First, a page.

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Obesity - a condition in which a person's body mass exceeds the norm by a certain amount, as measured by body weight index (BMI). A BMI of 30 or greater is considered obese (normal BMI is less than 25).
Obsessive-compulsive disorder (OCD) - an anxiety disorder in which a person has an unreasonable thought, fear, or worry that he/she tries to manage through a ritualized activity to reduce the anxiety. Frequently occurring disturbing thoughts or images are called obsessions, and the rituals performed to try to prevent or dispel them are called compulsions.
Obstetrician/gynecologist (OB/GYN) - physician who specializes in general women's medical care, diagnosis and treatment of disorders of the female reproductive system, and care of pregnant women.
Obstruction - a blockage that prevents the flow of liquids or solids.
Occluded artery - an artery that is narrowed by plaque that impedes blood flow.
Occult - disease or symptoms that are not readily detectable by physical examination or laboratory tests.
Occult bleeding - blood in stool that is not visible to the naked eye.
Ocular hypertension - a condition in which the pressure inside the eyeball is greater than 21 millimeters of mercury (mm Hg), and there is no indication of glaucoma or other cause for the increased pressure.
Odorant - substance that stimulates the sense of smell.
Olfaction - the act of smelling.
Olfactometer - device for estimating the intensity of the sense of smell.
Oligomenorrhea - infrequent or light menstrual cycles.
Oncogenes - a type of mutated gene that causes cells to grow out of control, which can lead to develop of cancer.
"-oma" - a suffix meaning "tumor" or "lump."
Oncologist - a physician who specializes in treating cancer, including subspecialties such as surgical oncologist, radiation oncologist, pediatric oncologist, gynecologic oncologist, and medical oncologist.
On-off effect, on-off phenomena - a change in the patient's condition, with sometimes rapid fluctuations between uncontrolled movements and normal movement, usually occurring after long-term use of levodopa and probably caused by changes in the ability to respond to this drug.
Oophorectomy - surgical removal of one or both ovaries.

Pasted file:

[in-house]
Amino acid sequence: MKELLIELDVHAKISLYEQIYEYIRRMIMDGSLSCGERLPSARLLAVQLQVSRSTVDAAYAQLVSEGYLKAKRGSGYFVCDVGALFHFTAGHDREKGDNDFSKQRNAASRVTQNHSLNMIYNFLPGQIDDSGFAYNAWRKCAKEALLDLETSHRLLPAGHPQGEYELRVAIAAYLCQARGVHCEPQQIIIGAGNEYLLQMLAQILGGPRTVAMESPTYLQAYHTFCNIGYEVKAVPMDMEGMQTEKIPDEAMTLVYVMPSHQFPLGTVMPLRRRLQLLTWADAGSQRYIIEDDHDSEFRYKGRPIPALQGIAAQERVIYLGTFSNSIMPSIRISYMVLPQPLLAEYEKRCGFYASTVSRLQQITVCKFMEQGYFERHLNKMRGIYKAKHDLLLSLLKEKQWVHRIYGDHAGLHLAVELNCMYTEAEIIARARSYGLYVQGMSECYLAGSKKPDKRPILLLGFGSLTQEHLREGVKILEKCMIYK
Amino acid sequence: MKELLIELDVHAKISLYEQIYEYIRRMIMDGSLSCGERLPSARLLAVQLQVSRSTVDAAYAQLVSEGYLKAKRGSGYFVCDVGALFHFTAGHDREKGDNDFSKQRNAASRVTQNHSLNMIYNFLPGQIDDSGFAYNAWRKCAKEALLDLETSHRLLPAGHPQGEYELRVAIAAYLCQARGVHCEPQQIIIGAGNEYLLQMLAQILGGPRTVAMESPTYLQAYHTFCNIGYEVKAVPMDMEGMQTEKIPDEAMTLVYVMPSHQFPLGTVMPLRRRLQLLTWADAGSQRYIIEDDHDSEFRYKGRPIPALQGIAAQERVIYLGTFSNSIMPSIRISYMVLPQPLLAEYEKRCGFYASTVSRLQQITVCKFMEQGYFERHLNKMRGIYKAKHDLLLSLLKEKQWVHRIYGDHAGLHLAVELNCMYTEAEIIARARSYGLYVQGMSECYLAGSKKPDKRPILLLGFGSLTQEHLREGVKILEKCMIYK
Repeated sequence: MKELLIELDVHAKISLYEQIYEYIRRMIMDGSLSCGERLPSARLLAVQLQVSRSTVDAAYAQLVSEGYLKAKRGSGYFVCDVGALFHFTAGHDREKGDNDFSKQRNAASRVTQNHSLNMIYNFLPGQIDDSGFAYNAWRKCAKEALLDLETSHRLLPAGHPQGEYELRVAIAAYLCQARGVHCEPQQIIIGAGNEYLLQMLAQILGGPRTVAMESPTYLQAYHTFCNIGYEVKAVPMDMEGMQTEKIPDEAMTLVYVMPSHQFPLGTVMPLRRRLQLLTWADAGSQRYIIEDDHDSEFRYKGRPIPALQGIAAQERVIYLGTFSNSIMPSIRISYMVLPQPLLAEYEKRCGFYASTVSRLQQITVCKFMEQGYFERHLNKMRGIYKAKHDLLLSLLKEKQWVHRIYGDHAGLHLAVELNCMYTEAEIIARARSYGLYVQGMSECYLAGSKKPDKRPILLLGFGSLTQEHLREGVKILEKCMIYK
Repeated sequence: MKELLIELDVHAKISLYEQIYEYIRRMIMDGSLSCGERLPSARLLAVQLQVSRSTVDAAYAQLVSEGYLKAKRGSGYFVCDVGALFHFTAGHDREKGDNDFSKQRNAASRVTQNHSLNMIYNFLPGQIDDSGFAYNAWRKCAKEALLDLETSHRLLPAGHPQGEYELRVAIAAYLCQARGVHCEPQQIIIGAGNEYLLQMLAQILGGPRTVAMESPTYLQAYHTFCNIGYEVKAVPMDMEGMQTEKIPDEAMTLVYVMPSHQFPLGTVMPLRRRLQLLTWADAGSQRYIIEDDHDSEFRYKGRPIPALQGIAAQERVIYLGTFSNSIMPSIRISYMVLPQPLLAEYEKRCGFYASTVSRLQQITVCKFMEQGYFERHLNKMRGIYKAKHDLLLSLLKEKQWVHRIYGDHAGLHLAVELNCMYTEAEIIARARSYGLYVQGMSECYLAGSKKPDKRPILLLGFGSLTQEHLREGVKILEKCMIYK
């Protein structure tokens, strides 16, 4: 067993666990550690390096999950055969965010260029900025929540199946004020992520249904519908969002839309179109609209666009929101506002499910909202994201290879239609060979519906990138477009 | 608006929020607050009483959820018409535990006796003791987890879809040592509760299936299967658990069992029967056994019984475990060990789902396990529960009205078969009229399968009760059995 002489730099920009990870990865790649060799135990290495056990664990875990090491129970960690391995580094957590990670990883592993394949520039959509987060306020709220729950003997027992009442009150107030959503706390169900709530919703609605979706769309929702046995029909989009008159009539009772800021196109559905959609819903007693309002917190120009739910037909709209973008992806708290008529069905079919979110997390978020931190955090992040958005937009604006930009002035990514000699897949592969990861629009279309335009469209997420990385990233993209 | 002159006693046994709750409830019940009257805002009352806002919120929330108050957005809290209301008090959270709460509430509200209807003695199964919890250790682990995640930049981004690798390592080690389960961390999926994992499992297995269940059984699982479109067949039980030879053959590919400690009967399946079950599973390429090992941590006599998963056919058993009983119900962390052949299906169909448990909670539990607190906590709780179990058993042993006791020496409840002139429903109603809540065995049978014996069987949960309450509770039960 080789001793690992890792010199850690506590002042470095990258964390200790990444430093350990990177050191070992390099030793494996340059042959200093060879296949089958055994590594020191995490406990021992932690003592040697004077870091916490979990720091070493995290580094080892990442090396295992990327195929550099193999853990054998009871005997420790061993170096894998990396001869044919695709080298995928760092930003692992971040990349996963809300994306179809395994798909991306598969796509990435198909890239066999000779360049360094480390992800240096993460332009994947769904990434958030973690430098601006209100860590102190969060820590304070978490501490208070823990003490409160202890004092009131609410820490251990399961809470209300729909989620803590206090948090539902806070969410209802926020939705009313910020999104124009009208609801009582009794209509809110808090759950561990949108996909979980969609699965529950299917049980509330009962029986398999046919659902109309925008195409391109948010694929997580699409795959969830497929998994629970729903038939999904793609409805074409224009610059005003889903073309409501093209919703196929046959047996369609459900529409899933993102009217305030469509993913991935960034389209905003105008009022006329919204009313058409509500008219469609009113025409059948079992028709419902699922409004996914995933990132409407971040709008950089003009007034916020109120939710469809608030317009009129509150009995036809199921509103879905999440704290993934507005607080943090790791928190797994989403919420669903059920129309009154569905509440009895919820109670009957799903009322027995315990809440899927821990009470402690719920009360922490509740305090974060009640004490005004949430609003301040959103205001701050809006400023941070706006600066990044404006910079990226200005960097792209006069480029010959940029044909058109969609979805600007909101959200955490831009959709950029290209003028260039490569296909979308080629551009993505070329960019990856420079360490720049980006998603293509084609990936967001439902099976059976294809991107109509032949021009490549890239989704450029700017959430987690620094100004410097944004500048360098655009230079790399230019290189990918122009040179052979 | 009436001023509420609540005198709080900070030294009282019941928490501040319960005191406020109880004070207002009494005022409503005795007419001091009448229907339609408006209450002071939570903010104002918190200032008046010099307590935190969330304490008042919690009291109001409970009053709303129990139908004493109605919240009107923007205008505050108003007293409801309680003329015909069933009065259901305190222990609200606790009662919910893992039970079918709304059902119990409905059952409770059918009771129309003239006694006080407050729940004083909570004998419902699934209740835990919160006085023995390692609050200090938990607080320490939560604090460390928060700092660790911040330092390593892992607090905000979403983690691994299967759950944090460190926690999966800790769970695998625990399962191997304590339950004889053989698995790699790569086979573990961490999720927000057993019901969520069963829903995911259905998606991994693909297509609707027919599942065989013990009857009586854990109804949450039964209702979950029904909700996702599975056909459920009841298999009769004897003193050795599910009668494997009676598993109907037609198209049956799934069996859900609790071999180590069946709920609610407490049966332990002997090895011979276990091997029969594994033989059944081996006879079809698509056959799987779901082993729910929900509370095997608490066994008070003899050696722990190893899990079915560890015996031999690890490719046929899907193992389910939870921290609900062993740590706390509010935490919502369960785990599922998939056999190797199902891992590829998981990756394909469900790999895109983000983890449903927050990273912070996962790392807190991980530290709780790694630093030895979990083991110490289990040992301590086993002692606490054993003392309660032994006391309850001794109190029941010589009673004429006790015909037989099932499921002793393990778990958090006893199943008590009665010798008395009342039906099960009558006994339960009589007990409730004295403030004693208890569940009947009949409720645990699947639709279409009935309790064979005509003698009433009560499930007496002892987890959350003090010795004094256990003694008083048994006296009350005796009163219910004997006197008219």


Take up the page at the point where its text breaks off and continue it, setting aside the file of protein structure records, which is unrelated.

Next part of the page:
Oophoritis - inflammation of the ovary.
Open heart surgery - surgery that involves opening the chest and heart while a heart-lung machine performs for the heart and lungs.
Open surgery - cutting the skin and tissues during surgery to expose a full view of the structures and organs involved in the procedure.
Open-set speech recognition - understanding speech without visual clues.
Ophthalmoscopy - examination of the internal structures of the eye.
Optic nerve - a bundle of more than one million nerve fibers that connects the retina with the brain. The optic nerve is responsible for interpreting the impulses it receives into images.
Optional surgery (also called elective surgery) - an operation the patient chooses to have done, which may not be essential to continuation or quality of life.
Oral and maxillofacial surgeon - a dentist who is responsible for treating a wide variety of dental problems, including the removal of impacted teeth and reconstructive facial surgery. Oral and maxillofacial surgeons complete several more years of training after finishing dental school.
Oral cancer - a cancer found in the oral cavity (mouth), on the lip, and the oropharynx (the part of the throat at the back of the mouth).
Oral dissolution therapy - method of dissolving cholesterol gallstones by taking oral medication.
Orchiectomy (also called castration) - the surgical removal of the testicles.
Orchitis - inflammation of the testicle.
Oropharynx - the part of the throat at the back of the mouth.